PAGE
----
Under factual circumstances similar to those in the case at bar, the Court, in Schwartz v. City of Chicago, 19 Ill.2d 62, 166 N.E.2d 59 (1960), at page 65 stated:

"Evidence of the operation of a filling station across the street west from the school is not impressive since it was located there prior to the adoption of any of the ordinances here involved, including the zoning ordinance of 1942."

Plaintiffs have cited cases from other jurisdictions which hold that location ordinances of the type under consideration are unconstitutional in that they do not apply to all non-conforming uses. (Standard Oil Co. v. City of Charlottesville, 42 F.2d 88 (CA 4th, 1930); Boothby, et al. v. City of Westbrook, 138 Md. 117, 23 A.2d 316 (Maine 1941).) However, in view of Illinois legislative recognition of non-conforming uses, and of the Illinois Court decisions on this subject, we find no constitutional objection to the Location Ordinance on the ground of discrimination and unequal application with reference to the nonconforming use.

Plaintiffs urge that sections 2 and 4 of Article 9 are invalid because they totally fail to prescribe rules or regulations for the guidance of the inspection officer. They also assert that section 6 of Article 9 exacts penalties so severe as to effectively deny the constitutional guarantees of due process and equal protection of the law.

In City of Elmhurst v. Buettgen, 394 Ill. 248 at page 254, 68 N.E.2d 278 (1946) the Court stated:

"It is contended that the ordinance is unconstitutional and void because it is unreasonable. It is said that it prohibits the use of the sidewalks by baby carriages, toy wagons and pet dogs. Even if the ordinance be so construed, it would not follow that, because its provisions to that effect might be void, the prohibition against driving motor vehicles over sidewalks is also invalid. . . . It is an established rule that courts will not entertain an objection to the constitutionality of a statute made by a party not in any way aggrieved thereby, unless the unconstitutional feature, if it exists, is of such character as to render the entire act void. (People v. Day, 313 Ill. 531.) One who would attack a statute or ordinance as unconstitutional must bring himself within the class as to whom the law is unconstitutional. Appellant does not contend that he is aggrieved by the provisions complained of as denying baby carriages, toy wagons and pet dogs the use of sidewalks. Courts only determine the validity of a statute or ordinance in the light of the factual background presented by the record. Constitutional questions are not dealt with in the abstract. (11 Am Jur 753, sec 111, and cases cited in note 18.) The ordinance in question must be held valid and constitutional as against the objections urged by appellant.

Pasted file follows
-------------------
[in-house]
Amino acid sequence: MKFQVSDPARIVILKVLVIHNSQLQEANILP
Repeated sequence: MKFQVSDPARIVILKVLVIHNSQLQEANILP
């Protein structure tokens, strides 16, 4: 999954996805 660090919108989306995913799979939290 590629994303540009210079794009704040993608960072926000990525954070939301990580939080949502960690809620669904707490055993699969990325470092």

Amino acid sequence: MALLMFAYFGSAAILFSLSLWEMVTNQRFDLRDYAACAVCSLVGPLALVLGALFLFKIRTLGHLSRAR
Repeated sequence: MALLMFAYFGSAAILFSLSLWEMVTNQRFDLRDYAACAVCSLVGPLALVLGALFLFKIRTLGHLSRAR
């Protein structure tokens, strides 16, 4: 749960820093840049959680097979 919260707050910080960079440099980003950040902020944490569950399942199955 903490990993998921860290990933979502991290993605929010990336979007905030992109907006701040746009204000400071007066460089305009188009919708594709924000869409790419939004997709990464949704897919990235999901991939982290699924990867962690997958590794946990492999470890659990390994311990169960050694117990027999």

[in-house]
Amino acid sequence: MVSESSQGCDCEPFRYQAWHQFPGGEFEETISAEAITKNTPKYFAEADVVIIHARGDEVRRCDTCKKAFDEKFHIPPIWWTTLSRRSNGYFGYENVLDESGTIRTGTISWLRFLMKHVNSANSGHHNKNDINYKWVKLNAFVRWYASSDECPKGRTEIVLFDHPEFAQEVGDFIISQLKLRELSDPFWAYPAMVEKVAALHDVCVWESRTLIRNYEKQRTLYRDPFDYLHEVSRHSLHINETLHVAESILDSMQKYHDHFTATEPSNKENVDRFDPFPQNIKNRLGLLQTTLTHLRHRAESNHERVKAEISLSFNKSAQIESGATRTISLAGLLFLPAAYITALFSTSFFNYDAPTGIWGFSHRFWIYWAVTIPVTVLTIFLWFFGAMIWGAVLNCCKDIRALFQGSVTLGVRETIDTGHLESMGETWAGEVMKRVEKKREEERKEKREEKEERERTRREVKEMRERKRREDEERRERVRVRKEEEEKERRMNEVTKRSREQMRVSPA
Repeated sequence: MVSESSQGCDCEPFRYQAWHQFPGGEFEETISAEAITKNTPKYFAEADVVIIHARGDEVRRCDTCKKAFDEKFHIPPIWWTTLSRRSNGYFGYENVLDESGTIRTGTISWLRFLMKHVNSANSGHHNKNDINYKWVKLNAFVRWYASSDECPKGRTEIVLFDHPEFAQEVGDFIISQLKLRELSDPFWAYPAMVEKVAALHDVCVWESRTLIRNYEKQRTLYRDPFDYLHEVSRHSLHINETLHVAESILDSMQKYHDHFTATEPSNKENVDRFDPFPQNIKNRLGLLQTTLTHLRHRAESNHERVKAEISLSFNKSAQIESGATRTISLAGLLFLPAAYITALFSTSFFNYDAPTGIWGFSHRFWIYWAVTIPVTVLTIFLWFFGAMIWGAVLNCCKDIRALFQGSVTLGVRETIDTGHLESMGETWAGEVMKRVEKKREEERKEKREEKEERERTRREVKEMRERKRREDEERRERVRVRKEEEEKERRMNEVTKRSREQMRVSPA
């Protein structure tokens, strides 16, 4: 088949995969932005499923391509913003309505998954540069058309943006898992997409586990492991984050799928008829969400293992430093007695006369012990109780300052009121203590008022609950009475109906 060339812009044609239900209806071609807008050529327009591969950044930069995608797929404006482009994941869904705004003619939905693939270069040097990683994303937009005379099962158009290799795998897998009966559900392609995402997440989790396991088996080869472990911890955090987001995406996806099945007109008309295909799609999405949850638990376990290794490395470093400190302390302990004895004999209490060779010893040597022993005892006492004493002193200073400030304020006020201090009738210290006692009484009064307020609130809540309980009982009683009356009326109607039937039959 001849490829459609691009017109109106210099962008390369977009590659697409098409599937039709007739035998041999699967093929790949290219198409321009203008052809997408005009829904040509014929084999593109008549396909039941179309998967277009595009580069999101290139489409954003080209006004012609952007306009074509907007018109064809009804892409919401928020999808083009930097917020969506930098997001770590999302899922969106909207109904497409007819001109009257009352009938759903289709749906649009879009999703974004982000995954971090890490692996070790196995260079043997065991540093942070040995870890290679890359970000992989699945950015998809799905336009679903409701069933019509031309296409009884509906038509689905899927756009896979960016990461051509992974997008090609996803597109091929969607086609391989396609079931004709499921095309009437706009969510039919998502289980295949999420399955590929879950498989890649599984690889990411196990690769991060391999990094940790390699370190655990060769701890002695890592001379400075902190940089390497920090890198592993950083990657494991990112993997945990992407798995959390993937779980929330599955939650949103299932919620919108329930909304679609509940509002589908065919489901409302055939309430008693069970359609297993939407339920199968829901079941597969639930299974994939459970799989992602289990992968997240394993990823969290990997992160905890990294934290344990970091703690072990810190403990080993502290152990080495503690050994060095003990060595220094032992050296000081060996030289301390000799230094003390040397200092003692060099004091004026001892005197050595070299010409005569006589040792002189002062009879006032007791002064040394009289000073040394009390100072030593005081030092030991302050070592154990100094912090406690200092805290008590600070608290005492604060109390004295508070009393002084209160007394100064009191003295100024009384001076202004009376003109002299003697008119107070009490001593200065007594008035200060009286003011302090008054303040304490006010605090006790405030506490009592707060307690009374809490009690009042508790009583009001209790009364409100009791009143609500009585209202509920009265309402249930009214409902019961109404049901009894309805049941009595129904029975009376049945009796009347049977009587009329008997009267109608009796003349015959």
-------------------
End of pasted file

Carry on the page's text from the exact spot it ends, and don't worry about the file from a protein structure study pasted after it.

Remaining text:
See also: The People v. Estep, 6 Ill.2d 127, 128, 126 N.E.2d 637 (1955); Village of Itasca v. Luehring, 4 Ill.2d 426, 429, 430, 123 N.E.2d 312 (1954); Liberty Nat. Bank v. Collins, 388 Ill. 549, 558, 559, 58 N.E.2d 610 (1945); Mammina v. Alexander Auto Service Co., 333 Ill. 158, 163, 164 N.E. 173 (1928); and City of Chicago v. Adelman, 326 Ill. 58, 63, 156 N.E. 791 (1927).

The foregoing rule of law would preclude plaintiffs from raising the constitutional objections relative to sections 2, 4 and 6 of Article 9, the inspection and penalty sections of the Article. They are not aggrieved by these sections.

In this Court, for the first time, the plaintiffs offer objection to the ruling of the trial Court permitting the Church to intervene. The Church served notice on the parties to this proceeding of its intention to file a petition for leave to intervene as a defendant in said suit and of hearing thereon. No objection to such intervention was offered by either plaintiffs or the Village, and an order was entered allowing intervention. The failure of plaintiffs to object to the ruling of the trial Court on this question, precludes them from raising the question on appeal. The action of the trial Court in failing to do what it was never asked to do, cannot be assigned as error. Saladino v. City of South Beloit, 9 Ill.2d 320, 325, 137 N.E.2d 364 (1956); Pickus v. Board of Education of Chicago, 9 Ill.2d 599, 610, 138 N.E.2d 532 (1956).

For these reasons, the judgment of the Circuit Court of DuPage County is reversed.

Judgment reversed.

ABRAHAMSON, P.J. and MORAN, J., concur.

19650302